One other thing to note in this table is that we have an 'id' field and it says auto_increment. This field will be our primary key for the shoe_secondary table. We don't really have another field that is a natural key for this table, so we just made up the 'id' field and set it to auto_increment. Auto_increment tells the database to automatically assign values to this field and to increment the assigned value as more records are added. So it's a way to have the database make up a unique key for you. Once it's assigned you can use the number to uniquely identify a record in the shoe_secondary table.

Creating Table: shoe_secondary

INSERT INTO `shoe_secondary` VALUES(1, 10100, '7', 'M', 'platinum', 7);
INSERT INTO `shoe_secondary` VALUES(2, 10100, '6 1/2', 'M', 'black suede', 5);
INSERT INTO `shoe_secondary` VALUES(3, 10100, '7', 'W', 'platinum', 4);
INSERT INTO `shoe_secondary` VALUES(4, 10100, '8', 'M', 'navy suede', 2);

You can group multiple SQL queries together to execute them all at once. In this case we insert four records into shoe_secondary, with a single click of the "Go" button.

Inserting into Table: shoe_secondary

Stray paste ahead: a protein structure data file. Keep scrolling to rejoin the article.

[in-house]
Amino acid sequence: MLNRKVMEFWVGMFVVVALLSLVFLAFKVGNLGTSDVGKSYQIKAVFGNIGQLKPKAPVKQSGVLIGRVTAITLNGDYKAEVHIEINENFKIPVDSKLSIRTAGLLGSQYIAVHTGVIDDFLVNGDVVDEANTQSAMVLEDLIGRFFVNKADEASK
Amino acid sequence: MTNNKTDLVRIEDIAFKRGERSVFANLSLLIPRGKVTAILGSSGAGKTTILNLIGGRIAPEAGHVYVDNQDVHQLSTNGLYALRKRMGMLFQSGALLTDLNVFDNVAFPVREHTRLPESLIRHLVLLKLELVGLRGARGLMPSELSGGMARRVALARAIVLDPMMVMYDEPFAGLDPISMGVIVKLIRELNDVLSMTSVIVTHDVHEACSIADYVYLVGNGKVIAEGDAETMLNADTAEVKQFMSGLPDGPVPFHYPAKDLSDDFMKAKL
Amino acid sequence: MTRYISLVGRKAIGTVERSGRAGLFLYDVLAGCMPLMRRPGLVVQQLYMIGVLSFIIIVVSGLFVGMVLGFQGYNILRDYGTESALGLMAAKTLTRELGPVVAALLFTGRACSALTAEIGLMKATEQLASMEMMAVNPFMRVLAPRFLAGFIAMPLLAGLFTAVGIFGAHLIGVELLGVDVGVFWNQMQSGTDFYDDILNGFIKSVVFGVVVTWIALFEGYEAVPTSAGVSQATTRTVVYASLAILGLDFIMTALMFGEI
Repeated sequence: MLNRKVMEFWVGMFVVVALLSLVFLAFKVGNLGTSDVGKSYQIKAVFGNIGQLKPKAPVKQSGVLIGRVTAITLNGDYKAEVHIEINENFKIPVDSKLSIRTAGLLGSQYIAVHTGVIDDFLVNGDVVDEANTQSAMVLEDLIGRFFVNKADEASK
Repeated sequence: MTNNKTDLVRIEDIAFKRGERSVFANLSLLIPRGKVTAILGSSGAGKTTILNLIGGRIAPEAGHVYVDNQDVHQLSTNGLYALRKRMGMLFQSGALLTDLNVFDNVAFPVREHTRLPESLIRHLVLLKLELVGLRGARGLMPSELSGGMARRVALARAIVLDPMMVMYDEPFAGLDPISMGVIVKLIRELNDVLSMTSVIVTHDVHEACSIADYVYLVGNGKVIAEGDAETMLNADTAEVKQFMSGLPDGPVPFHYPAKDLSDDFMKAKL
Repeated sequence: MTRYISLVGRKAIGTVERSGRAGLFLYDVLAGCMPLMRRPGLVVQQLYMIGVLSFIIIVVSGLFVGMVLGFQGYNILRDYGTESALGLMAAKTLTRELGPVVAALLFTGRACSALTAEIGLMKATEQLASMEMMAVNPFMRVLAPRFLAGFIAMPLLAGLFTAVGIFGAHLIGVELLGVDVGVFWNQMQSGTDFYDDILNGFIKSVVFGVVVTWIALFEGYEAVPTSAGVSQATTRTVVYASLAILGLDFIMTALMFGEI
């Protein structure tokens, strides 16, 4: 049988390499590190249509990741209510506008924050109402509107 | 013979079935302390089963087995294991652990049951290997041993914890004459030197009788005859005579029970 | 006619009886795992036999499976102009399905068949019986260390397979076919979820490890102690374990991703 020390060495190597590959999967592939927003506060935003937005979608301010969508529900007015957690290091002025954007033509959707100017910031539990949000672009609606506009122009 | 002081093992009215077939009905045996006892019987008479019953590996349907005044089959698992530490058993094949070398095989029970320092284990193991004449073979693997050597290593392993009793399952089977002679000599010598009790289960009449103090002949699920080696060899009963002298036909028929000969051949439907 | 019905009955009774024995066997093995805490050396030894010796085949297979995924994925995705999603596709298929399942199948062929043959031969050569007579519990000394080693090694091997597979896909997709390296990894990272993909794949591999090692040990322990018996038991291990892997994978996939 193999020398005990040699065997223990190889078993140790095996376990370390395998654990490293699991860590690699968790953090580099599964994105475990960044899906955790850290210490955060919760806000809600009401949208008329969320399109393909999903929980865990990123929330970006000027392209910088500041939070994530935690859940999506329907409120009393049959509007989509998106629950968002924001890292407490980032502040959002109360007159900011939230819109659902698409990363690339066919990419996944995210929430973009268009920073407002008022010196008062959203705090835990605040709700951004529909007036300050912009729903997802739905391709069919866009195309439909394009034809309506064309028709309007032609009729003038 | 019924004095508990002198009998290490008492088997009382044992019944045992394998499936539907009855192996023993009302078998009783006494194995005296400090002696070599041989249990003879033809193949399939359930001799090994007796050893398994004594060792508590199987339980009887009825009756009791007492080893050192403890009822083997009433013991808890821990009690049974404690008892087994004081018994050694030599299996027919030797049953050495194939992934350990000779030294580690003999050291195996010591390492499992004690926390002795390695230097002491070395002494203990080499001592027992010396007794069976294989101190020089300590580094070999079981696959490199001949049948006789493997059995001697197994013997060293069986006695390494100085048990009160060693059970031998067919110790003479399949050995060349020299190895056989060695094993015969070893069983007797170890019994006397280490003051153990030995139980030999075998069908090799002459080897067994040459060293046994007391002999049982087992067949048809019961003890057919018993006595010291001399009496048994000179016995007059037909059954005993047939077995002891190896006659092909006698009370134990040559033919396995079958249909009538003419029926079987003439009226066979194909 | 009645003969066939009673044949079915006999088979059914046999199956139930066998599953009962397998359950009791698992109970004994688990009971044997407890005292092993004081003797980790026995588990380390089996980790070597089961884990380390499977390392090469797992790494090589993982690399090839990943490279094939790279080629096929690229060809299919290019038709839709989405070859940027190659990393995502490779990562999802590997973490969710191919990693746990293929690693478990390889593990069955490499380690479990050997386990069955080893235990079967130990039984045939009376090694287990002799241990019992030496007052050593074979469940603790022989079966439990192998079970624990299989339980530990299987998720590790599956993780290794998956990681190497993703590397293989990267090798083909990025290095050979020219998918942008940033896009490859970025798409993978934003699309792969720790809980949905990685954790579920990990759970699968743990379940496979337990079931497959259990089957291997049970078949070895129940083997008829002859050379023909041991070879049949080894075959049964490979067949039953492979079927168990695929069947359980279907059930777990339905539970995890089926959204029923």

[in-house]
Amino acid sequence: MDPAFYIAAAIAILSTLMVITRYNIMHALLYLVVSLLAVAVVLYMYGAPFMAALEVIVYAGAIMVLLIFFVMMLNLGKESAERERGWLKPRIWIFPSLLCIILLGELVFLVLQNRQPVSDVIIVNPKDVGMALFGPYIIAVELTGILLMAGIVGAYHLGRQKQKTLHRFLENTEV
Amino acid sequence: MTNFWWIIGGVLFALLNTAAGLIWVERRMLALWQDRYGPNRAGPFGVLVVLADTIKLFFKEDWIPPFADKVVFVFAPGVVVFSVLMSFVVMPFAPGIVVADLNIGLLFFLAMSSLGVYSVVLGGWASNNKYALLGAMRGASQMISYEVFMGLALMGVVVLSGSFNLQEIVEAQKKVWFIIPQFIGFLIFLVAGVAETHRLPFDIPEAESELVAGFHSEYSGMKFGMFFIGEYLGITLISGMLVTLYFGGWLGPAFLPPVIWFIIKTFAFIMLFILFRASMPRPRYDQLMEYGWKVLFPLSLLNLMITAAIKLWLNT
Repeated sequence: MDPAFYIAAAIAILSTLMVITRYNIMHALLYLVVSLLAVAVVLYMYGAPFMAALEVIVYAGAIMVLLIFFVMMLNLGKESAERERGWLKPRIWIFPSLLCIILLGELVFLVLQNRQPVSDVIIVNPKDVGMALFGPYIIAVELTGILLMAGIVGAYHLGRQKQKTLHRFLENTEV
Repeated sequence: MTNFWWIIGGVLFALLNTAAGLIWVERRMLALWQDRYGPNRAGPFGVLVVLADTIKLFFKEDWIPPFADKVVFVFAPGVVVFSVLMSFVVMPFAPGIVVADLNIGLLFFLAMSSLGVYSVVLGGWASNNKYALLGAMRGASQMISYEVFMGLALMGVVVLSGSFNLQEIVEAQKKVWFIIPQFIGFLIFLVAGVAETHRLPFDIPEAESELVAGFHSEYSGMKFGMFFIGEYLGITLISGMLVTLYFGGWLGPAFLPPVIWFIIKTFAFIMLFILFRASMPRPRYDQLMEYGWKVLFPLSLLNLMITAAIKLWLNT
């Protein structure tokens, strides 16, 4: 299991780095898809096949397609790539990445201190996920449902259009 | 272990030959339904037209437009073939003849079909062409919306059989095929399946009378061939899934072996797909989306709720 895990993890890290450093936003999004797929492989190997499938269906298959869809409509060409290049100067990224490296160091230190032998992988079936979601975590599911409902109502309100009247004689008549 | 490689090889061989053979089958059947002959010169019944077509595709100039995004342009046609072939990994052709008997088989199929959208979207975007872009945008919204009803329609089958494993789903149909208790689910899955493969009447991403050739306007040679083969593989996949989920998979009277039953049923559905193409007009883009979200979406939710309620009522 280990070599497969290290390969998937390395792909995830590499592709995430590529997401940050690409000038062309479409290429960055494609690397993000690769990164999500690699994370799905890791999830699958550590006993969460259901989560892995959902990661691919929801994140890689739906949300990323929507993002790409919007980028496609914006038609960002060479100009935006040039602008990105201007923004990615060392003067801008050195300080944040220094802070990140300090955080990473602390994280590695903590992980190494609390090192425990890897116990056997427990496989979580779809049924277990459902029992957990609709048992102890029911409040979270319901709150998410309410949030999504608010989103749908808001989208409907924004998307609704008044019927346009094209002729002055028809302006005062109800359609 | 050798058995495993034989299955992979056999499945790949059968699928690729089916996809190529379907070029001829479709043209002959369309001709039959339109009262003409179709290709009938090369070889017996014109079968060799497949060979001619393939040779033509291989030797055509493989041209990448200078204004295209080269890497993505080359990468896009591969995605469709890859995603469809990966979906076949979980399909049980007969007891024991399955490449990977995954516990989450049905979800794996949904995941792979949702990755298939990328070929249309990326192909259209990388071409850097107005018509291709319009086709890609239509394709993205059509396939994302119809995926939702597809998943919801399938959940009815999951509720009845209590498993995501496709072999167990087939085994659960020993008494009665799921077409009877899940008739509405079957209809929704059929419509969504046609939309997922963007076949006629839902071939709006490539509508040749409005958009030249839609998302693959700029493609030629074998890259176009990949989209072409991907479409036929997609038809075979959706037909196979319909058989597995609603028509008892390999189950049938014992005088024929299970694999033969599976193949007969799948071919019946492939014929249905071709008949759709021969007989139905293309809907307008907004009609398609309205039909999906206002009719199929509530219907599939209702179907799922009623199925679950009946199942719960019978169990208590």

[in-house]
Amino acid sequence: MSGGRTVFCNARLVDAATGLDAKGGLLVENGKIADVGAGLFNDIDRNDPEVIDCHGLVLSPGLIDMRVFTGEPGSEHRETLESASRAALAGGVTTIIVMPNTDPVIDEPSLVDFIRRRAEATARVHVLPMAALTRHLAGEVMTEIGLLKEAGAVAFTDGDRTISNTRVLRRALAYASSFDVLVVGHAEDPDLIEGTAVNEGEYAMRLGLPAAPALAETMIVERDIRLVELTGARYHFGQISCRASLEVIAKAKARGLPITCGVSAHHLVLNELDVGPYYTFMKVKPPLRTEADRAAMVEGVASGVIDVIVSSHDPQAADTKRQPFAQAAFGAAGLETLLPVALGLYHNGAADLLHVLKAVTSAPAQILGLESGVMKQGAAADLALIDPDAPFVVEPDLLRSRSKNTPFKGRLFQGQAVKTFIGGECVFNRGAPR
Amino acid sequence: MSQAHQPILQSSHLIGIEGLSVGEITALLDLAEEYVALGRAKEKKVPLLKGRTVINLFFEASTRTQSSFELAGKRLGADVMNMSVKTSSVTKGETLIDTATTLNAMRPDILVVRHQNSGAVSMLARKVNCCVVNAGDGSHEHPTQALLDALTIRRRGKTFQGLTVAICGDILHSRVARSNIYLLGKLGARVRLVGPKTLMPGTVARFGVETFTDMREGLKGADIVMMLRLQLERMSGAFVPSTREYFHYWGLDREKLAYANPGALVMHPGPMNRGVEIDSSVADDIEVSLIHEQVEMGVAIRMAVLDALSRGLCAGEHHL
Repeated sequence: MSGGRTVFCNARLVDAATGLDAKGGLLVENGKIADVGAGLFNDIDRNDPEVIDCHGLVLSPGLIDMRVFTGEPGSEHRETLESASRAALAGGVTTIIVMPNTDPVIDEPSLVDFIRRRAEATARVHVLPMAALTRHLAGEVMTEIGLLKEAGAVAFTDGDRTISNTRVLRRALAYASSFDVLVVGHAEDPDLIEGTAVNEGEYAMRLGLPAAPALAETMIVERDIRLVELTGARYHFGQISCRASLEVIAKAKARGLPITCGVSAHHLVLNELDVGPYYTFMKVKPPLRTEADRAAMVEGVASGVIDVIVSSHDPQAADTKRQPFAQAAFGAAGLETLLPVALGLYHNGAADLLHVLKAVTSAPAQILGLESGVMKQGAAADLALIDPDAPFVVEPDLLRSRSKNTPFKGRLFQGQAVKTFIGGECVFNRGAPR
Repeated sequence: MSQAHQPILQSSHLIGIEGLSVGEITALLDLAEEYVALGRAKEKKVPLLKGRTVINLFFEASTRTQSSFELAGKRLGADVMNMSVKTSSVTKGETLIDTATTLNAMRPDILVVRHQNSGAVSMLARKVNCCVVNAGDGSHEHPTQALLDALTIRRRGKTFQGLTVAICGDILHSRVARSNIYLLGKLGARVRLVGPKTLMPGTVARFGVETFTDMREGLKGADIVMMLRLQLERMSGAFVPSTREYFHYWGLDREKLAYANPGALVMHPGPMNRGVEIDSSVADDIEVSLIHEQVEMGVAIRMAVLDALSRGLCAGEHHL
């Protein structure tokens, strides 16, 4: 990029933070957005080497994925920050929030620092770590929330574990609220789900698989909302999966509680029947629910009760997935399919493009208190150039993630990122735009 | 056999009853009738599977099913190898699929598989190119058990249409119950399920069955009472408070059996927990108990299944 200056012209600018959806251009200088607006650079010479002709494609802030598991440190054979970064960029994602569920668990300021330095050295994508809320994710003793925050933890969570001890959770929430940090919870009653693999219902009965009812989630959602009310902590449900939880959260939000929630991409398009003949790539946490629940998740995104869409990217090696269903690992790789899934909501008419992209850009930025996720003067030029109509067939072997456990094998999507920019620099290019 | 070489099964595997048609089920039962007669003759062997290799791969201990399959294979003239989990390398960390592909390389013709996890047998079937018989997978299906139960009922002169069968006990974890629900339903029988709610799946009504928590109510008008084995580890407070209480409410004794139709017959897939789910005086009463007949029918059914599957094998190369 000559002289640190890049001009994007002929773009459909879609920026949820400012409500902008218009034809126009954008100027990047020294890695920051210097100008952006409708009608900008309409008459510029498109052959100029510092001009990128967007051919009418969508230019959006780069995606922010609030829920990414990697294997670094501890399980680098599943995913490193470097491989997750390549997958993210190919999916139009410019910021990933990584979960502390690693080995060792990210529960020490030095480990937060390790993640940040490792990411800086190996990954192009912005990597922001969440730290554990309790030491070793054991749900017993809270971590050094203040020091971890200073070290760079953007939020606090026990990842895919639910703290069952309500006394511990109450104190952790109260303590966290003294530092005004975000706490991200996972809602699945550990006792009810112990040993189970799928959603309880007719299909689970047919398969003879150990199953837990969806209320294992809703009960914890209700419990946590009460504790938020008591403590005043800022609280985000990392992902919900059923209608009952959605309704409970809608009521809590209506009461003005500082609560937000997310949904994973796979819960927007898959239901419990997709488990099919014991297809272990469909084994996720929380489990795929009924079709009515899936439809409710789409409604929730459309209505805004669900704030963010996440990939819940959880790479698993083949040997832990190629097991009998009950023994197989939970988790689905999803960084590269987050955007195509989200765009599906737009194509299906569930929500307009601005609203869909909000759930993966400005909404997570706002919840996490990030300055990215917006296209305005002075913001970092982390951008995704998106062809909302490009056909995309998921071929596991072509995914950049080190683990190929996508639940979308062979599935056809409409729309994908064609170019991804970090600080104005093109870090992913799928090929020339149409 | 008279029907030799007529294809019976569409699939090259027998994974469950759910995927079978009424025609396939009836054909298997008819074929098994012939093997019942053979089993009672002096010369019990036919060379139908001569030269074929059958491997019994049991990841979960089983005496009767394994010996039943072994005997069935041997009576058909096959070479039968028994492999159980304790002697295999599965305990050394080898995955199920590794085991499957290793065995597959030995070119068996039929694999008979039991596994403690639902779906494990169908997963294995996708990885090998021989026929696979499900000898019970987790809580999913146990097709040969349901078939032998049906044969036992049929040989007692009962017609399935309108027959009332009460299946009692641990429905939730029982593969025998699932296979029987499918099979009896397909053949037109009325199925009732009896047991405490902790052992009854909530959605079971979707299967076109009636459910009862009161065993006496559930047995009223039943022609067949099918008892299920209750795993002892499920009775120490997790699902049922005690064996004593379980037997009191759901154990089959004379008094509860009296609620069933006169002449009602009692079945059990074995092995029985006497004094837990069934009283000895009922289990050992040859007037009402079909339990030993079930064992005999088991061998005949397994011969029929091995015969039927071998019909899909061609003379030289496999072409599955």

Every table in your database should have a primary key. It's not strictly a requirement, but it's generally a good idea. The primary key might naturally be one of the fields you are already adding, such as an "item number" that uniquely identifes a single row in a table of products. One good reason for having a primary key is to use it in relationships between tables. For example in an online shopping cart application you will have multiple orders that refer to the same item number. In that case the order records would store the "item number", as a "foreign key". A "foreign key" is simply a field in one table that holds the primary key of another table. (This is also an example of a 1 to Many relationship between tables).


There are some fields in your tables that you know you'll be running queries against even though they are not the primary key. In that case you want to tell your database to build an index for that field to make the queries much faster. Otherwise, if you don't build an index, the database will have to examine every record in the table. Returning to the online shopping cart example, suppose you want to find all orders that include a Canon 7D camera. You'd run a query against the orders table, searching against the item_number field. That field isn't the primary key of the orders table, so you'd want to have your database build an index.